Galerie Baudoin Lebon

Ben’s “Thirteen Sculptures” show included some 50 paintings, readymades, assemblages, toys, machines, and other gadgets meant not only to be looked at, read, and listened to, but also written on, pushed, pulled, pedaled, and eaten. The resulting ambiance was somewhere between garage sale and day-care center, and it is worth noting that, in addition to the regular gallery-goers, there was a steady stream of toddlers-to-teens, and no one looked bored. Worth noting, too, that Ben ( né Vautier) began his career as the proprietor of a second-hand-store-cum-gallery in the late ’50s; that for more than 30 years, his Duchampian vision of “total art” has been continuously reincarnated in the form of objects, actions, Happenings, performances, and self-published tomes; and that from his resolutely provincial perch in Nice, he has become, through a combination of insight, wit, and sheer tenacity, the self-appointed conscience of the French art scene.

In a gallery conveniently located just a few blocks from one of the city’s largest temples of consumer culture, the BHV department store, Ben included several strong works dealing with the “business” of art. A quintessentially kitsch statue of a nude, which was hooked up to a recycling fountain of water, for example, was mounted on an ironing-board pedestal inscribed with the comment, “Today art can be found at the BHV. Why buy it elsewhere?” An old-fashioned cash register let out with a tape-recorded cacophony of sales being rung up every time visitors pressed a certain button. Nearby, a standard Ben-format painting (white handwritten message on black ground) indicated that “the exhibition continues at the BHV: hardware, lingerie, toys . . . ”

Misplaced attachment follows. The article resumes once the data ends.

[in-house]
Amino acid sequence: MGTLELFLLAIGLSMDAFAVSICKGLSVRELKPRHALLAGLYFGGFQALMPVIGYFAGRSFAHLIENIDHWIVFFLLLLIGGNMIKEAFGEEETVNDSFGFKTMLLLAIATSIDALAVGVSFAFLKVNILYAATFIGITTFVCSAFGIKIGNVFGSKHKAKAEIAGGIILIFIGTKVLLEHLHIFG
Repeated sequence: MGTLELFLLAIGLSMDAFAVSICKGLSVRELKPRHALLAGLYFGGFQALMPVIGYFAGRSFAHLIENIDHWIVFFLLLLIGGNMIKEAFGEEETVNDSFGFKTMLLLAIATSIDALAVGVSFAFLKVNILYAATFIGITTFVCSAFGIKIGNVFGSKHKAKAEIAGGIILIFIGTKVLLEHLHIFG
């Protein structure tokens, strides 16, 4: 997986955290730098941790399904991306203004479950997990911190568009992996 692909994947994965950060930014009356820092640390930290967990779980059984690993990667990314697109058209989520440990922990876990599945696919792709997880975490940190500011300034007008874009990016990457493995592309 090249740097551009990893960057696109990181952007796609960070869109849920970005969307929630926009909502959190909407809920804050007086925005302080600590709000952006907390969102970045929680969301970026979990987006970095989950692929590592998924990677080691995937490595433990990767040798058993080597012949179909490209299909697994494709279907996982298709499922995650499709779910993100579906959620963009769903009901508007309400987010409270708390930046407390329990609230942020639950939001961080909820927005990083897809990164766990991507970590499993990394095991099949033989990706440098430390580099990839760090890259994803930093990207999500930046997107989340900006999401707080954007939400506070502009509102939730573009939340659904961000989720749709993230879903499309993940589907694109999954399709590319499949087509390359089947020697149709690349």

Outside this commercial interstice of art and life, there were lots of artsy in-jokes, visual puns, appropriations, and homages—an upturned felt hat (For Poor Beuys, 1989); a kind of manifesto-painting, Duchamp a dit (Duchamp said, 1986–87), that was bursting with quotes from the master on one side, his assemblage-filled profile on the other, and at the bottom, the disciple’s epilogue: “Ben says: what to do after Duchamp? Nothing? Anything? Everything? Speak the truth?”; Coiffeuse (Hairdresser, 1989), an exercise in existential anxiety consisting of a large vanity table equipped with headphones, which allowed the visitors to contemplate their reflections while having their identities called into question by Ben’s recorded monologues; and Machine à suicide (Suicide machine, 1988), a device equipped with a rifle and an elaborate pulley for setting it off, a last glass of wine, a last pack of cigarettes, a writing pad for last wishes, and a statue of the Virgin for last thoughts.

Even this blackest of black humor had its antidote: yet another ironing board, with a white sail rigged up at one end, an electric fan at the other, and next to the iron, the handwritten reminder that “anybody can have a dream.” Likewise, a chair, suspended from the ceiling, its entire surface decked out with the detritus of consumer society, from champagne corks and used batteries to feathers and plastic flowers, projected a strange beauty out of ugliness. Ben’s art seems largely oblivious to current notions of style, but it remains timely in its conviction and its creativity.

Miriam Rosen